The Juge d'Instruction I thought a wonderful, weird, touching, ingenious creation: the drunken father, and Sonia, and the student friend, and the uncircumscribed, protaplasmic humanity of Raskolnikoff, all upon a level that filled me with wonder: the execution also, superb in places. Another has been translated - HUMILIES ET OFFENSES. It is even more incoherent than LE CRIME ET LE CHATIMENT, but breathes much of the same lovely goodness, and has passages of power. Dostoieffsky is a devil of a swell, to be sure. Have you heard that he became a stout, imperialist conservative? It is interesting to know. To something of that side, the balance leans with me also in view of the incoherency and incapacity of all. The old boyish idea of the march on Paradise being now out of season, and all plans and ideas that I hear debated being built on a superb indifference to the first principles of human character, a helpless desire to acquiesce in anything of which I know the worst assails me. Fundamental errors in human nature of two sorts stand on the skyline of all this modem world of aspirations. First, that it is happiness that men want; and second, that happiness consists of anything but an internal harmony. Men do not want, and I do not think they would accept, happiness; what they live for is rivalry, effort, success - the elements our friends wish to eliminate. And, on the other hand, happiness is a question of morality - or of immorality, there is no difference - and conviction. Gordon was happy in Khartoum, in his worst hours of danger and fatigue; Marat was happy, I suppose, in his ugliest frenzy; Marcus Aurelius was happy in the detested camp; Pepys was pretty happy, and I am pretty happy on the whole, because we both somewhat crowingly accepted a VIA MEDIA, both liked to attend to our affairs, and both had some success in managing the same. It is quite an open question whether Pepys and I ought to be happy; on the other hand, there is no doubt that Marat had better be unhappy. He was right (if he said it) that he was LA MISERE HUMAINE, cureless misery - unless perhaps by the gallows. Death is a great and gentle solvent; it has never had justice done it, no, not by Whitman. As for those crockery chimney-piece ornaments, the bourgeois (QUORUM PARS), and their cowardly dislike of dying and killing, it is merely one symptom of a thousand how utterly they have got out of touch of life. Their dislike of capital punishment and their treatment of their domestic servants are for me the two flaunting emblems of their hollowness.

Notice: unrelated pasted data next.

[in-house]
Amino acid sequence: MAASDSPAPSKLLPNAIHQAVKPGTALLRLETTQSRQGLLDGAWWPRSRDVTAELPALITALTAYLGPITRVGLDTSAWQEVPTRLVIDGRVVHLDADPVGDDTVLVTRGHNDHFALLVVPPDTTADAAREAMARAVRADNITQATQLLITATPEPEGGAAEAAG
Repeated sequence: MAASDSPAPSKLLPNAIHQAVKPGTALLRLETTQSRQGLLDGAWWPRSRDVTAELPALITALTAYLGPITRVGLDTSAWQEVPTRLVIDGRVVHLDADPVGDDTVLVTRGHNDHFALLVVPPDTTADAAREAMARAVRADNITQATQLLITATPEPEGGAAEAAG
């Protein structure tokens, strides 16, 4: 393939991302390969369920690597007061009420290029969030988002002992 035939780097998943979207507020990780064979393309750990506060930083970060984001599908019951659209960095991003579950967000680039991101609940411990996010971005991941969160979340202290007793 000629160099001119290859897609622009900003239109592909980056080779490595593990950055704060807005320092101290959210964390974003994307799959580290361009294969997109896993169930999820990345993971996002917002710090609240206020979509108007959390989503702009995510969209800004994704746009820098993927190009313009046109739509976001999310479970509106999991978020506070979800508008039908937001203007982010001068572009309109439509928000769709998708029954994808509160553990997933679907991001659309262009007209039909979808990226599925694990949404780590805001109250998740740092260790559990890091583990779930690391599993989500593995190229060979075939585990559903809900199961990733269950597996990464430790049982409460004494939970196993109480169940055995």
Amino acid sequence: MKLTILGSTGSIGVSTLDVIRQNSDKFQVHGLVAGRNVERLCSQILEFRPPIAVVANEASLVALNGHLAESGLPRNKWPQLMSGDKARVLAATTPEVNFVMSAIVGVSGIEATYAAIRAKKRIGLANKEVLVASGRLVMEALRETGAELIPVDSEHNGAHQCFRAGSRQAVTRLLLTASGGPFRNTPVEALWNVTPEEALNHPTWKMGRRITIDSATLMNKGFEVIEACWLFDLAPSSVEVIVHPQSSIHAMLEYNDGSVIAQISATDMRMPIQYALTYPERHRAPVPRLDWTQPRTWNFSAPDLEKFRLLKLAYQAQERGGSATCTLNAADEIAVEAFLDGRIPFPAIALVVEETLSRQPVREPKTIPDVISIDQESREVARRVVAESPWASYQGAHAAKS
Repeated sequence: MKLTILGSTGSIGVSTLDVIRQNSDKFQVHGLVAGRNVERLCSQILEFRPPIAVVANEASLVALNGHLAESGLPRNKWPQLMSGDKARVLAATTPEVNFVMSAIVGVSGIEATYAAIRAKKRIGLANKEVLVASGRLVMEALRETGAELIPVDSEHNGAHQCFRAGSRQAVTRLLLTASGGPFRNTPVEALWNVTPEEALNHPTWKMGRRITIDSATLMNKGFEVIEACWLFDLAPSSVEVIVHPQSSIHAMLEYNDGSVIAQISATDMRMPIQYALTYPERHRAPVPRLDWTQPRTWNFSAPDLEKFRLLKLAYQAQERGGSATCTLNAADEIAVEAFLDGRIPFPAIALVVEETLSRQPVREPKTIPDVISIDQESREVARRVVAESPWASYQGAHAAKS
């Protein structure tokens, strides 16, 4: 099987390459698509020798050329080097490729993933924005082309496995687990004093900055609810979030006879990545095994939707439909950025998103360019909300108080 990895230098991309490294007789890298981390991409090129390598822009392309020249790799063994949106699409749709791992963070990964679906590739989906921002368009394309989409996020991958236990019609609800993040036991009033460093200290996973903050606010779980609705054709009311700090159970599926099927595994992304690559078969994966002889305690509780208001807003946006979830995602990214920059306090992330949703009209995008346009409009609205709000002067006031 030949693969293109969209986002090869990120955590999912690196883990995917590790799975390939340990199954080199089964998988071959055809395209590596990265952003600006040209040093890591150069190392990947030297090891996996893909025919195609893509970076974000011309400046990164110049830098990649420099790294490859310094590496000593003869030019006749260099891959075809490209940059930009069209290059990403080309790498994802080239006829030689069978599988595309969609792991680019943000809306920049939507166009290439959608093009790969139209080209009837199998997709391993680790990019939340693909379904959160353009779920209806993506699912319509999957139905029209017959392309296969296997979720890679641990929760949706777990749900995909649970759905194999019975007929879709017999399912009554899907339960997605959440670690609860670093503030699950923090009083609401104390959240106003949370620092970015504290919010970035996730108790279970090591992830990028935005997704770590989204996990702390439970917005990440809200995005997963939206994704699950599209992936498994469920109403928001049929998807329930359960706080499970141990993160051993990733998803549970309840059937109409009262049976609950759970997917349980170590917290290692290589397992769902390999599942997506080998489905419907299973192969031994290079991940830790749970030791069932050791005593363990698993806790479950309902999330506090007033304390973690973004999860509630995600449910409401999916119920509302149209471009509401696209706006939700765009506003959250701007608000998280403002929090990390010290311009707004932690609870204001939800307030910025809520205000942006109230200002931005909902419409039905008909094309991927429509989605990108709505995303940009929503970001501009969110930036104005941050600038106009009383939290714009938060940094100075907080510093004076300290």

God knows where I am driving to. But here comes my lunch.
Which interruption, happily for you, seems to have stayed the issue. I have now nothing to say, that had formerly such a pressure of twaddle. Pray don't fail to come this summer. It will be a great disappointment, now it has been spoken of, if you do. - Yours ever,
ROBERT LOUIS STEVENSON
Letter: TO W. H. LOW
[SKERRYVORE, BOURNEMOUTH, MARCH 1886.]
MY DEAR LOW, - This is the most enchanting picture. Now understand my state: I am really an invalid, but of a mysterious order. I might be a MALADE IMAGINAIRE, but for one too tangible symptom, my tendency to bleed from the lungs. If we could go, (1ST) We must have money enough to travel with LEISURE AND COMFORT - especially the first. (2ND) You must be prepared for a comrade who would go to bed some part of every day and often stay silent (3RD) You would have to play the part of a thoughtful courier, sparing me fatigue, looking out that my bed was warmed, etc. (4TH) If you are very nervous, you must recollect a bad haemorrhage is always on the cards, with its concomitants of anxiety and horror for those who are beside me.
Do you blench? If so, let us say no more about it.
If you are still unafraid, and the money were forthcoming, I believe the trip might do me good, and I feel sure that, working together, we might produce a fine book. The Rhone is the river of Angels. I adore it: have adored it since I was twelve, and first saw it from the train.